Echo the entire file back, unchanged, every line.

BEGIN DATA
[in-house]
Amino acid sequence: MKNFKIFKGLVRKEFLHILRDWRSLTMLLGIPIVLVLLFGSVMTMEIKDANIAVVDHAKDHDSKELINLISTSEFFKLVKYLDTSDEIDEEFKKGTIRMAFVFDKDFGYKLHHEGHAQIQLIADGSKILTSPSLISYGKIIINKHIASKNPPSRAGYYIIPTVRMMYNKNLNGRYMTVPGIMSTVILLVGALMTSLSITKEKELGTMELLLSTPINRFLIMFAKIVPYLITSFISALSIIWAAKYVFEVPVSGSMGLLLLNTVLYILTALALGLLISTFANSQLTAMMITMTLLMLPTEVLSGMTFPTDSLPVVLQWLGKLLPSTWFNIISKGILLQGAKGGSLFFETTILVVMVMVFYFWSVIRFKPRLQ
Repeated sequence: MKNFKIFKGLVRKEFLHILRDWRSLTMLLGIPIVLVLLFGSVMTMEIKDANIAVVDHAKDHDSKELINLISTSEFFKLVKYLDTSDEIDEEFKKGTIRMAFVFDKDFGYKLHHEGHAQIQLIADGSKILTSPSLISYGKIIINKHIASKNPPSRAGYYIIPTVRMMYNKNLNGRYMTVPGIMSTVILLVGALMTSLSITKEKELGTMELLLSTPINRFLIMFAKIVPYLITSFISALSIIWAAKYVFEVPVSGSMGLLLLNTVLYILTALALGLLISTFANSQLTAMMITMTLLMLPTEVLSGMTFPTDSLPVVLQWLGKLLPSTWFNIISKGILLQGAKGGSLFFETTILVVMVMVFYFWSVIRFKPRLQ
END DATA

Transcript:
[in-house]
Amino acid sequence: MKNFKIFKGLVRKEFLHILRDWRSLTMLLGIPIVLVLLFGSVMTMEIKDANIAVVDHAKDHDSKELINLISTSEFFKLVKYLDTSDEIDEEFKKGTIRMAFVFDKDFGYKLHHEGHAQIQLIADGSKILTSPSLISYGKIIINKHIASKNPPSRAGYYIIPTVRMMYNKNLNGRYMTVPGIMSTVILLVGALMTSLSITKEKELGTMELLLSTPINRFLIMFAKIVPYLITSFISALSIIWAAKYVFEVPVSGSMGLLLLNTVLYILTALALGLLISTFANSQLTAMMITMTLLMLPTEVLSGMTFPTDSLPVVLQWLGKLLPSTWFNIISKGILLQGAKGGSLFFETTILVVMVMVFYFWSVIRFKPRLQ
Repeated sequence: MKNFKIFKGLVRKEFLHILRDWRSLTMLLGIPIVLVLLFGSVMTMEIKDANIAVVDHAKDHDSKELINLISTSEFFKLVKYLDTSDEIDEEFKKGTIRMAFVFDKDFGYKLHHEGHAQIQLIADGSKILTSPSLISYGKIIINKHIASKNPPSRAGYYIIPTVRMMYNKNLNGRYMTVPGIMSTVILLVGALMTSLSITKEKELGTMELLLSTPINRFLIMFAKIVPYLITSFISALSIIWAAKYVFEVPVSGSMGLLLLNTVLYILTALALGLLISTFANSQLTAMMITMTLLMLPTEVLSGMTFPTDSLPVVLQWLGKLLPSTWFNIISKGILLQGAKGGSLFFETTILVVMVMVFYFWSVIRFKPRLQ